Headaches turn into emergency surgery for dispatcher

Headaches turn into emergency surgery for dispatcher

In her job as a dispatcher – answering the emergency number for the Fort Hall, Idaho Police Department – Jammie Waterhouse knew that any call could be an emergency. She never imagined that one day the emergency would involve her.

Waterhouse had been on the job for nine years, starting when she was 25 years old, a year before she married her husband Aaron. Now 35, she and Aaron are still looking toward the future.

“Aaron and I were married in July 2015,” Waterhouse recalled. “He came from a larger family than me, but we always talked about having kids.” For the next few years, life was good for the newlyweds. Then at the end of 2018, Waterhouse started experiencing severe migraine headaches.

“It was a surprise when the headaches started,” she said. “I had no chronic illnesses or underlying conditions. I was healthy as a horse, but these migraines were intense.”

The pain was so great that Waterhouse was treated with monthly injections of Toradol, a nonsteroidal anti-inflammatory drug that helps decrease inflammation. She continued working 12-hour night shifts at the 911 dispatch center, waiting a few days after each injection before returning to work.

Emergency trip

One day she was working the day shift and the headache pain would not subside. She tried to work without the bright overhead lights, but the darker room didn’t help much. That’s when she called one of her supervisors and said she had to go to the hospital.

“Something was very wrong,” she realized. “I was dizzy, I couldn’t see well and was getting very nauseous.” She called her husband at work and asked him to take her to the hospital. “All I wanted to do was sleep in a dark room because my head was pounding.”

Fortunately, they went directly to the Emergency Department at Portneuf Medical Center, where she received a CT scan.

“I only remember bits and pieces during that time,” said Waterhouse, “but Aaron was with me and said that the CT scan showed a small dark spot on the left side of my brain, near the temporal lobe which controls short-term memory.”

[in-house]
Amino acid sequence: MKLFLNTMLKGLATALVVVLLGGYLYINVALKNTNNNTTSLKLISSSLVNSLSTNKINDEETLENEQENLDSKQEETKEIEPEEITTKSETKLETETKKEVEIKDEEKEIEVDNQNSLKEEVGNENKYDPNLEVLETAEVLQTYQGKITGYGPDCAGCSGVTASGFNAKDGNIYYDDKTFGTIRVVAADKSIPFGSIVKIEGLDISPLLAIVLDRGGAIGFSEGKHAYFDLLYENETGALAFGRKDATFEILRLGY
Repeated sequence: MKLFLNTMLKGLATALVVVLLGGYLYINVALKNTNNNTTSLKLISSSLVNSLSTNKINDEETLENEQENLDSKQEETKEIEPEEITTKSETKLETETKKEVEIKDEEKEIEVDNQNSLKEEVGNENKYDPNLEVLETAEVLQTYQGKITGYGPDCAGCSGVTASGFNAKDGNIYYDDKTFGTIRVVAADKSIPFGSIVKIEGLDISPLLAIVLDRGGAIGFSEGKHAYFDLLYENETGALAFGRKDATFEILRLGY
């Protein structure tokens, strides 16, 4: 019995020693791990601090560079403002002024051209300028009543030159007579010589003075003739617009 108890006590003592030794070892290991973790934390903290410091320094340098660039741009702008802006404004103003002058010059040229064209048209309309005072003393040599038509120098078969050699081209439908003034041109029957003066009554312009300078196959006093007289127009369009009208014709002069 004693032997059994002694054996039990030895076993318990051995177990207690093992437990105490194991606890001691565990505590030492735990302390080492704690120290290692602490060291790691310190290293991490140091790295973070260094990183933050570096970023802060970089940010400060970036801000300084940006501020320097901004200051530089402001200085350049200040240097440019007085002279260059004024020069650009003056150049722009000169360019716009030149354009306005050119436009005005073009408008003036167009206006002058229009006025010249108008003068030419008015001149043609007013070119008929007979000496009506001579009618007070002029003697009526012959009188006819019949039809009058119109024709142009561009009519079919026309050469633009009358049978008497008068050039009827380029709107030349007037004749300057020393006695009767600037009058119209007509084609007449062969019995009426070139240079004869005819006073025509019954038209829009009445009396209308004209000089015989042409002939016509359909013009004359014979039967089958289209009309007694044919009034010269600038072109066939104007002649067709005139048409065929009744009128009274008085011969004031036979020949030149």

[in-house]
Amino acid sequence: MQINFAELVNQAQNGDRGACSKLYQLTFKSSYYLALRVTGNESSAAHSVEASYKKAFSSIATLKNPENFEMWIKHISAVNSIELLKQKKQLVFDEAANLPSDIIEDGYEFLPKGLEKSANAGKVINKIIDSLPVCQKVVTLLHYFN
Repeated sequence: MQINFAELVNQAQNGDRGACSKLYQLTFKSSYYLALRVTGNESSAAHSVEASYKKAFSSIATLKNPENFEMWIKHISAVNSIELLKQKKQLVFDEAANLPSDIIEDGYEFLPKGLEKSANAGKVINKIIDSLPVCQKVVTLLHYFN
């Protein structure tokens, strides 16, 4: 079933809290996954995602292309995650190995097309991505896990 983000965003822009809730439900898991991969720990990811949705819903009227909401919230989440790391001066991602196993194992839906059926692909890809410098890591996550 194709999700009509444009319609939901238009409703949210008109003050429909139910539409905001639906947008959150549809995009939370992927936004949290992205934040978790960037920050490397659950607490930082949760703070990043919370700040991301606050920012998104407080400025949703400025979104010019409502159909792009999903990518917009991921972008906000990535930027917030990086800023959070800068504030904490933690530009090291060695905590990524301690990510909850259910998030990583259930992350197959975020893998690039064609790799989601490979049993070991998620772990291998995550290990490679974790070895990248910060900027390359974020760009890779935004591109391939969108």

The doctors then performed an MRI on Waterhouse, which identified a mass on her brain about the size of a small orange. Waterhouse was immediately admitted to the hospital and surgery was scheduled for the next day.

Fearlessly facing the odds

Waterhouse was diagnosed with Stage 4 Glioblastoma – a brain tumor in its final stage – a serious diagnosis as patients with this type and severity of cancer are, on average, expected to live only 12-18 months more.

According to the National Brain Tumor Society, survival rates and mortality statistics for patients with Stage 4 Glioblastoma have been virtually unchanged for decades. The five-year survival rate for glioblastoma patients is only 6.9%.

Waterhouse’s initial diagnosis took place more than 60 months ago, so she is counted as one of those five-year survivors.

“The doctors told me that my cancer will never really be in remission,” she said. “I will need regular scans every year to confirm cancer has not reappeared.”

The surgery was successful in removing the mass, but nearby cancer cells remained. Waterhouse was then scheduled for radiation and chemotherapy to eliminate the remaining cancer cells.

Before she started those treatments, Waterhouse went to Boise as only the second patient to participate in a new clinical trial.

As part of the trial, Waterhouse ingested a pink-colored drink that would highlight the location of cancer cells in her brain. Doctors performed a second craniotomy to remove the highlighted cancerous cells.

Doctors also placed small, flat wafers in the left area of her brain. Each wafer had a small dose of chemotherapy, which provided consistent medication to fight any cancer cells that may reappear.

Family time

Through it all, Waterhouse never gave up hope of starting a family. She had asked her chemotherapy doctor in Boise if it was still possible for her to have children.

“He did not give me a direct yes or no answer,” recalled Jammie. “I think he didn't want to give me false hope.”

When they left the Boise hospital, Jammie and Aaron decided to research on their own whether a person who had received high doses of radiation and chemotherapy could conceive a child. They determined that they had about a 1% chance of delivering a healthy baby despite the radiation and chemotherapy that had been pumped into her body.

Yet, on August 7, 2023, she gave birth to McKenzie Loretta Waterhouse – a healthy baby girl.

“McKenzie is doing well,” said Waterhouse. “We see a little bit of Aaron and me in her, especially her spirit!”

The couple hopes to take their daughter to Disneyland when she is four or five years old, so they have started saving for their trip. In the meantime, they will make memories with McKenzie at nearby sites like the Idaho Falls Zoo at Tautphaus Park.

This past Mother’s Day was a special memory for Waterhouse, as McKenzie said “Mom” for the first time. Through it all, Waterhouse has maintained her positive attitude to greet each day and deal with everything as best she can.

“Despite everything, I am truly blessed,” she said.

For more information about the Cancer Center at Portneuf Medical Center, visit our website or call us at (208) 239-1720.